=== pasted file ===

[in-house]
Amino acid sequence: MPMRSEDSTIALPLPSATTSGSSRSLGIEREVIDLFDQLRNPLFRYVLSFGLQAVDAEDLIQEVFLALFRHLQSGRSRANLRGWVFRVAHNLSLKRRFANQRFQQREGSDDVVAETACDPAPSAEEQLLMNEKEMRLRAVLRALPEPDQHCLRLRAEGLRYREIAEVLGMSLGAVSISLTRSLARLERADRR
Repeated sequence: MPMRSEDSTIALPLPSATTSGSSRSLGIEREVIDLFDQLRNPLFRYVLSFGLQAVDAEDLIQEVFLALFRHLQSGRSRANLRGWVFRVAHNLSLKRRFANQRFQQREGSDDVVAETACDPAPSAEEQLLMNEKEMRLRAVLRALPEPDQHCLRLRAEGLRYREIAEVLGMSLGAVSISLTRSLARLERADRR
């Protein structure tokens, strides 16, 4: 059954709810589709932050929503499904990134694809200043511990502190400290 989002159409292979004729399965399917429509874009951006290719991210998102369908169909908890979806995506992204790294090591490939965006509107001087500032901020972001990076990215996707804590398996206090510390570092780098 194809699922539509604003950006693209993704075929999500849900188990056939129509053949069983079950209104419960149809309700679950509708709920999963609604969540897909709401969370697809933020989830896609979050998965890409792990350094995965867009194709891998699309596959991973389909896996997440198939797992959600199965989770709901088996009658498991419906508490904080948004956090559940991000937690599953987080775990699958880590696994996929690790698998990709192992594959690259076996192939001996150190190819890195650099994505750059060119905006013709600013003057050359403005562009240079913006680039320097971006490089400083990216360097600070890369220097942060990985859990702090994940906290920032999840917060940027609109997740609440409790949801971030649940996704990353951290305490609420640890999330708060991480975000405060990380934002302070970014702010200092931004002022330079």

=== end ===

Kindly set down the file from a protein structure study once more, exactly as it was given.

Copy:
[in-house]
Amino acid sequence: MPMRSEDSTIALPLPSATTSGSSRSLGIEREVIDLFDQLRNPLFRYVLSFGLQAVDAEDLIQEVFLALFRHLQSGRSRANLRGWVFRVAHNLSLKRRFANQRFQQREGSDDVVAETACDPAPSAEEQLLMNEKEMRLRAVLRALPEPDQHCLRLRAEGLRYREIAEVLGMSLGAVSISLTRSLARLERADRR
Repeated sequence: MPMRSEDSTIALPLPSATTSGSSRSLGIEREVIDLFDQLRNPLFRYVLSFGLQAVDAEDLIQEVFLALFRHLQSGRSRANLRGWVFRVAHNLSLKRRFANQRFQQREGSDDVVAETACDPAPSAEEQLLMNEKEMRLRAVLRALPEPDQHCLRLRAEGLRYREIAEVLGMSLGAVSISLTRSLARLERADRR
């Protein structure tokens, strides 16, 4: 059954709810589709932050929503499904990134694809200043511990502190400290 989002159409292979004729399965399917429509874009951006290719991210998102369908169909908890979806995506992204790294090591490939965006509107001087500032901020972001990076990215996707804590398996206090510390570092780098 194809699922539509604003950006693209993704075929999500849900188990056939129509053949069983079950209104419960149809309700679950509708709920999963609604969540897909709401969370697809933020989830896609979050998965890409792990350094995965867009194709891998699309596959991973389909896996997440198939797992959600199965989770709901088996009658498991419906508490904080948004956090559940991000937690599953987080775990699958880590696994996929690790698998990709192992594959690259076996192939001996150190190819890195650099994505750059060119905006013709600013003057050359403005562009240079913006680039320097971006490089400083990216360097600070890369220097942060990985859990702090994940906290920032999840917060940027609109997740609440409790949801971030649940996704990353951290305490609420640890999330708060991480975000405060990380934002302070970014702010200092931004002022330079």